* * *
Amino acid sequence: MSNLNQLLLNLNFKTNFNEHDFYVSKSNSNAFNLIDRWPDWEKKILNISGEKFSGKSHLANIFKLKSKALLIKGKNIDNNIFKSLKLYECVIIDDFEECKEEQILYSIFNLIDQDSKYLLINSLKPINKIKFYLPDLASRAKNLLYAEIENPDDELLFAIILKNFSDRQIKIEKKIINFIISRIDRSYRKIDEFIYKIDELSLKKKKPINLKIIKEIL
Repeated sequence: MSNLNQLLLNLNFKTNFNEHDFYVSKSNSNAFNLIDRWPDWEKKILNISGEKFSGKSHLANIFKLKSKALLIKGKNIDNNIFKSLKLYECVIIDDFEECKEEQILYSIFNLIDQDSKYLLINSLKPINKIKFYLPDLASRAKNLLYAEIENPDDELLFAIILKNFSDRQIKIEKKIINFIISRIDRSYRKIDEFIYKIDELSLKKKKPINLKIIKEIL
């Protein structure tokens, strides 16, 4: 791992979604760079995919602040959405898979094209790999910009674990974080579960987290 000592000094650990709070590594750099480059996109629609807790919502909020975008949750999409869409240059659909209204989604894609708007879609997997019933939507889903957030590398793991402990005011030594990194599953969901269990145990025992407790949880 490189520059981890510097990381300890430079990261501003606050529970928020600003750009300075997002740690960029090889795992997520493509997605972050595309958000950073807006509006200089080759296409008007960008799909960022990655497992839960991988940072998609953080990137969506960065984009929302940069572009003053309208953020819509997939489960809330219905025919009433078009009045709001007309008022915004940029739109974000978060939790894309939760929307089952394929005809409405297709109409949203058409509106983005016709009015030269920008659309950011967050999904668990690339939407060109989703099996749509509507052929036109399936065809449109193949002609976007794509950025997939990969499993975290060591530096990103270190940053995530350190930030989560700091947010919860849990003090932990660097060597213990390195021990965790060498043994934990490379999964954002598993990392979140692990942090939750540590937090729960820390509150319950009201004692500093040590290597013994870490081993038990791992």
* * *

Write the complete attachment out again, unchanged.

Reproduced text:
Amino acid sequence: MSNLNQLLLNLNFKTNFNEHDFYVSKSNSNAFNLIDRWPDWEKKILNISGEKFSGKSHLANIFKLKSKALLIKGKNIDNNIFKSLKLYECVIIDDFEECKEEQILYSIFNLIDQDSKYLLINSLKPINKIKFYLPDLASRAKNLLYAEIENPDDELLFAIILKNFSDRQIKIEKKIINFIISRIDRSYRKIDEFIYKIDELSLKKKKPINLKIIKEIL
Repeated sequence: MSNLNQLLLNLNFKTNFNEHDFYVSKSNSNAFNLIDRWPDWEKKILNISGEKFSGKSHLANIFKLKSKALLIKGKNIDNNIFKSLKLYECVIIDDFEECKEEQILYSIFNLIDQDSKYLLINSLKPINKIKFYLPDLASRAKNLLYAEIENPDDELLFAIILKNFSDRQIKIEKKIINFIISRIDRSYRKIDEFIYKIDELSLKKKKPINLKIIKEIL
């Protein structure tokens, strides 16, 4: 791992979604760079995919602040959405898979094209790999910009674990974080579960987290 000592000094650990709070590594750099480059996109629609807790919502909020975008949750999409869409240059659909209204989604894609708007879609997997019933939507889903957030590398793991402990005011030594990194599953969901269990145990025992407790949880 490189520059981890510097990381300890430079990261501003606050529970928020600003750009300075997002740690960029090889795992997520493509997605972050595309958000950073807006509006200089080759296409008007960008799909960022990655497992839960991988940072998609953080990137969506960065984009929302940069572009003053309208953020819509997939489960809330219905025919009433078009009045709001007309008022915004940029739109974000978060939790894309939760929307089952394929005809409405297709109409949203058409509106983005016709009015030269920008659309950011967050999904668990690339939407060109989703099996749509509507052929036109399936065809449109193949002609976007794509950025997939990969499993975290060591530096990103270190940053995530350190930030989560700091947010919860849990003090932990660097060597213990390195021990965790060498043994934990490379999964954002598993990392979140692990942090939750540590937090729960820390509150319950009201004692500093040590290597013994870490081993038990791992």